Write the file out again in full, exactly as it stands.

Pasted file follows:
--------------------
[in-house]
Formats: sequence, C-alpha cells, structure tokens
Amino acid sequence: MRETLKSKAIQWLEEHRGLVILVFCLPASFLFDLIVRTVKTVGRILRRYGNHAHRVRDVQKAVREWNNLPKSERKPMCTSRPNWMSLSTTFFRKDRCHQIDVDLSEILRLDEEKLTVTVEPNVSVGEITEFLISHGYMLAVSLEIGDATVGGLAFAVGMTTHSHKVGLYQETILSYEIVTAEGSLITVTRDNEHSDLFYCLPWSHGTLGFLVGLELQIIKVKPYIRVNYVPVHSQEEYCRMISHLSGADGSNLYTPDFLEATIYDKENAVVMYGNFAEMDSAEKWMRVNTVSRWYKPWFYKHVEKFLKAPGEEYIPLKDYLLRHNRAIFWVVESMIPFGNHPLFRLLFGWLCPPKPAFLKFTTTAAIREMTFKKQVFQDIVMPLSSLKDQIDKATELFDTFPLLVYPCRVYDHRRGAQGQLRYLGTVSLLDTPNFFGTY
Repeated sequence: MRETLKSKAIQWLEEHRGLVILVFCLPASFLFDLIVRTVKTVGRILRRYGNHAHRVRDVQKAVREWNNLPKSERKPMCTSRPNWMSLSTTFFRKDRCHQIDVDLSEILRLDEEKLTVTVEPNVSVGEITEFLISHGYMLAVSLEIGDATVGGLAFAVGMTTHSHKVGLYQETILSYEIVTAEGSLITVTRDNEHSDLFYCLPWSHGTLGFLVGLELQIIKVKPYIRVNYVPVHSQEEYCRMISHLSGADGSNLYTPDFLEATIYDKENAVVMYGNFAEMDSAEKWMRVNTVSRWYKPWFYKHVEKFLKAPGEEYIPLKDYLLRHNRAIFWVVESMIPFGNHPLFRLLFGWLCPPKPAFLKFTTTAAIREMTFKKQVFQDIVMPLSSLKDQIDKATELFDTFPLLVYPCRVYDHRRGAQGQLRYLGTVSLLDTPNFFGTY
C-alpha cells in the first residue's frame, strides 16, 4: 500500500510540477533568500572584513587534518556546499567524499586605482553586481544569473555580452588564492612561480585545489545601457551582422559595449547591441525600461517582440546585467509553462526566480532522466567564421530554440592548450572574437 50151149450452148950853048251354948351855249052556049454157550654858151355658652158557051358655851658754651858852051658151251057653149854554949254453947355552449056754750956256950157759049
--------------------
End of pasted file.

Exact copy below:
[in-house]
Formats: sequence, C-alpha cells, structure tokens
Amino acid sequence: MRETLKSKAIQWLEEHRGLVILVFCLPASFLFDLIVRTVKTVGRILRRYGNHAHRVRDVQKAVREWNNLPKSERKPMCTSRPNWMSLSTTFFRKDRCHQIDVDLSEILRLDEEKLTVTVEPNVSVGEITEFLISHGYMLAVSLEIGDATVGGLAFAVGMTTHSHKVGLYQETILSYEIVTAEGSLITVTRDNEHSDLFYCLPWSHGTLGFLVGLELQIIKVKPYIRVNYVPVHSQEEYCRMISHLSGADGSNLYTPDFLEATIYDKENAVVMYGNFAEMDSAEKWMRVNTVSRWYKPWFYKHVEKFLKAPGEEYIPLKDYLLRHNRAIFWVVESMIPFGNHPLFRLLFGWLCPPKPAFLKFTTTAAIREMTFKKQVFQDIVMPLSSLKDQIDKATELFDTFPLLVYPCRVYDHRRGAQGQLRYLGTVSLLDTPNFFGTY
Repeated sequence: MRETLKSKAIQWLEEHRGLVILVFCLPASFLFDLIVRTVKTVGRILRRYGNHAHRVRDVQKAVREWNNLPKSERKPMCTSRPNWMSLSTTFFRKDRCHQIDVDLSEILRLDEEKLTVTVEPNVSVGEITEFLISHGYMLAVSLEIGDATVGGLAFAVGMTTHSHKVGLYQETILSYEIVTAEGSLITVTRDNEHSDLFYCLPWSHGTLGFLVGLELQIIKVKPYIRVNYVPVHSQEEYCRMISHLSGADGSNLYTPDFLEATIYDKENAVVMYGNFAEMDSAEKWMRVNTVSRWYKPWFYKHVEKFLKAPGEEYIPLKDYLLRHNRAIFWVVESMIPFGNHPLFRLLFGWLCPPKPAFLKFTTTAAIREMTFKKQVFQDIVMPLSSLKDQIDKATELFDTFPLLVYPCRVYDHRRGAQGQLRYLGTVSLLDTPNFFGTY
C-alpha cells in the first residue's frame, strides 16, 4: 500500500510540477533568500572584513587534518556546499567524499586605482553586481544569473555580452588564492612561480585545489545601457551582422559595449547591441525600461517582440546585467509553462526566480532522466567564421530554440592548450572574437 50151149450452148950853048251354948351855249052556049454157550654858151355658652158557051358655851658754651858852051658151251057653149854554949254453947355552449056754750956256950157759049